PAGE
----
The American Society of Clinical Oncology (ASCO) recommends routine risk assessment as a means of engaging women in informed decision-making surrounding therapies that may reduce their breast cancer risk. However, risk assessment is not routinely performed and few risk models incorporate important benign findings. Given that breast density and benign breast disease (BBD) are important risk factors for incident breast cancer, this raises concern surrounding the accuracy of risk assessment. Currently, the Breast Cancer Surveillance Consortium (BCSC) risk prediction model is the only risk assessment tool that utilizes Breast Imaging Reporting and Data System (BI-RADS) density categories. It does not, however, incorporate BBD findings determined through biopsy. In this retrospective cohort study, 1,135,977 women age 35-74 years old that had at least one mammogram with BI-RADS density reported were followed up for incident breast cancer as part of updating and validating a BCSC risk prediction model with BBD diagnoses. BBD diagnoses were classified as nonproliferative, proliferative without atypia, proliferative with atypia or lobular carcinoma in situ (LCIS). In developing a competing-risk model, researchers found that age had several important interactions with other risk factors in the model, where breast cancer risk was associated with race/ethnicity (p for interaction <0.001), family history (p for interaction = 0.007) and BI-RADS density (p for interaction <0.001) declined with increasing age. Calibration of the newly constructed model revealed a slight underestimation of breast cancer rates in women age 35-39, as well as women of Asian or Hispanic descent. Overall, the model slightly overestimated breast cancer risk in this cohort (expected-to-observed ratio 1.04, 95% CI 1.03-1.06). The area under the curve (AUC) for this model was 0.665, only marginally greater than the BCSC model without BBD. However, among women with a known biopsy result, the AUC increased from 0.650 to 0.660. This corresponded to a 7% increase in the proportion of women with a 5-year risk of invasive breast cancer of 3% or more. Among women with proliferative findings, the addition of BBD to the model increased the proportion of women with an estimated 5-year risk of 3% or more from 9.3% to 27.8% (p<0.001). This study therefore shows that while inclusion of BBD may have only minimal impact on risk discrimination, it may significantly change the risk estimated for women with biopsy results, particularly if results indicate proliferative disease.
Chronic obstructive pulmonary disease (COPD) is increasingly recognized as a multisystem disease, associated with a number of comorbidities that may contribute or cause moderate to severe exacerbations requiring hospitalization. Several randomized trials have suggested that the use of beta-blockers may be associated with a reduction in mortality and frequency of exacerbations, however previous research findings have indicated that these medications may be unsafe for patients with severe COPD on home oxygen. In this multicenter retrospective cohort study, 3,464 participants with Global Initiative for Chronic Obstructive Lung Disease (GOLD) stage 2-4 COPD were followed up for a median of 2.1 years to assess total and severe exacerbation rates in patients given beta-blockers, compared to other treatments. Propensity scoring was used to adjust for covariates associated with beta-blocker use (i.e. coronary artery disease, chronic heart failure). Researchers found that the use of beta-blockers was associated with a significantly lower rate of total exacerbations (incidence risk ratio (IRR) 0.73, 95% CI 0.60-0.90) and severe exacerbations (IRR 0.67, 95% CI 0.48-0.93). In a subanalysis of participants with GOLD stage 3-4 on home oxygen, the use of β-blockers was also associated with a reduction in the rate of total exacerbations (IRR 0.33, 95% CI 0.19 to 0.58) and severe exacerbations (IRR 0.35, 95% CI 0.16 to 0.76). There was no difference in all-cause mortality with β-blocker use. This study therefore shows that the use of beta-blockers may significantly reduce exacerbations in patients with COPD, including patients with severe disease requiring home oxygen.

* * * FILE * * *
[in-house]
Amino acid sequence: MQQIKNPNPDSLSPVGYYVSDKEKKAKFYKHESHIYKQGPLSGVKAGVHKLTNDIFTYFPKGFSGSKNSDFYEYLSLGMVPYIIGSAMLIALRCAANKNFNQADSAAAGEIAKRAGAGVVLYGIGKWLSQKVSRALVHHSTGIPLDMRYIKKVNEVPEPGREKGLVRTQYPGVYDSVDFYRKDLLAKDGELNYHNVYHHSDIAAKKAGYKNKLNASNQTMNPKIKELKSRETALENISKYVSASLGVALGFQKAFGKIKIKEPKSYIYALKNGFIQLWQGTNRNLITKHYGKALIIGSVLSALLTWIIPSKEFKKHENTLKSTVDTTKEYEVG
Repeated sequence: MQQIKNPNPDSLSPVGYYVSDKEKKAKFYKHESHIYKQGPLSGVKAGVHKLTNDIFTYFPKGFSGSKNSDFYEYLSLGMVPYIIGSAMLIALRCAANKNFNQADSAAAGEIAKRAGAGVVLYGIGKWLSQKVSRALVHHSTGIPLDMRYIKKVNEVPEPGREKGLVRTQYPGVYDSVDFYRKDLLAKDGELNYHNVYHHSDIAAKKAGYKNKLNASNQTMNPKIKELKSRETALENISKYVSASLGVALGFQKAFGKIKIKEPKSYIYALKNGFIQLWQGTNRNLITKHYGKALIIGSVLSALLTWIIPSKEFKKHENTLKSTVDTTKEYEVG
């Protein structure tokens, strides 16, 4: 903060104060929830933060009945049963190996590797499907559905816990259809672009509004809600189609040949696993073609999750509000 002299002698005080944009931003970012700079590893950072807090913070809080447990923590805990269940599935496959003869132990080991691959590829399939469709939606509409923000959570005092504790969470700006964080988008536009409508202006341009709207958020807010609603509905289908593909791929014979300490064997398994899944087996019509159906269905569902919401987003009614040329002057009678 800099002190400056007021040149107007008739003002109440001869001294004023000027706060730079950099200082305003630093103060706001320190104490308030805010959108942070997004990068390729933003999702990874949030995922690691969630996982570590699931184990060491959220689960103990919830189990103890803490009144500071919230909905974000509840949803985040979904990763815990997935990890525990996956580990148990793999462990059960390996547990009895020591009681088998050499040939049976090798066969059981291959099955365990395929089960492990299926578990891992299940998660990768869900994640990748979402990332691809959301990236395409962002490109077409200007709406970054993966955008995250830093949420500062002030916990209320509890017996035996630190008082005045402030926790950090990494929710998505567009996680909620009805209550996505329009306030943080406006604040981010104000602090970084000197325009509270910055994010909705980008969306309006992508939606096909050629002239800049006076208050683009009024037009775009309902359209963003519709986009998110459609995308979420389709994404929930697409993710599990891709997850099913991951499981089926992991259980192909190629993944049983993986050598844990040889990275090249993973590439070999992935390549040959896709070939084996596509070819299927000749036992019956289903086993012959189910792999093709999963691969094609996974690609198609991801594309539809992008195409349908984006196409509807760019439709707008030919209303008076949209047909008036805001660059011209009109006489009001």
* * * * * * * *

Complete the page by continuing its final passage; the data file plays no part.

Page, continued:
Iron deficiency is a leading cause of anemia in sub-Saharan Africa. While iron supplementation is regarded as the gold standard in addressing this type of anemia, recent trials among children have raised concerns surrounding the safety of supplementation in regions that are malaria-endemic. In this randomized controlled trial, 1,500 iron-replete, nonanemic women were randomized to receive either 60 mg of iron or placebo to study safety and efficacy of iron supplementation during pregnancy in a malaria-endemic region. All study participants also received standard prenatal care every 4 weeks, including malaria screening and prophylaxis with a combination of sulfadoxine and pyrimethamine, and treatment as needed. Primary outcome measures were placental malaria, maternal hemoglobin level at delivery and birth weight. Researchers found that the prevalence of placental malaria between the groups did not significantly differ (RR 1.03, 95% CI 0.65-1.65). There was also no increased risk of microscopic (RR 1.14, 95% CI 0.49-2.65) or submicroscopic (RR 1.12, 95% CI 0.65-1.92) placental malaria associated with iron supplementation. Risk of maternal death was also not significantly affected by iron supplementation (RR 0.67, 95% CI 0.11-3.98), and although there were fewer maternal hospitalizations in the iron group (RR 0.57, 95% CI 0.32-1.02), no single type of hospitalization was significantly associated with iron supplementation. At the time of delivery, women in the iron group had significantly higher hemoglobin levels than the placebo group (mean 11.8g/dL vs. 10.9g/dL, p<0.001) and had a decreased risk of anemia (RR 0.60, 95% CI 0.51-0.71). Iron supplementation did not, however, decrease the risk of severe anemia at delivery (RR 0.68, 95% CI 0.41-1.14). Among live births, iron supplementation did not affect birth weight or risk of low birth weight (RR 0.91, 95% CI 0.62-1.34), fetal loss (RR 1.26, 95% CI 0.86-1.92), early child mortality (RR 1.28, 95% CI 0.67-2.45) or preterm birth. This study therefore demonstrates a lack of harm from prenatal iron supplementation in iron-replete nonanemic women where good malaria control is present.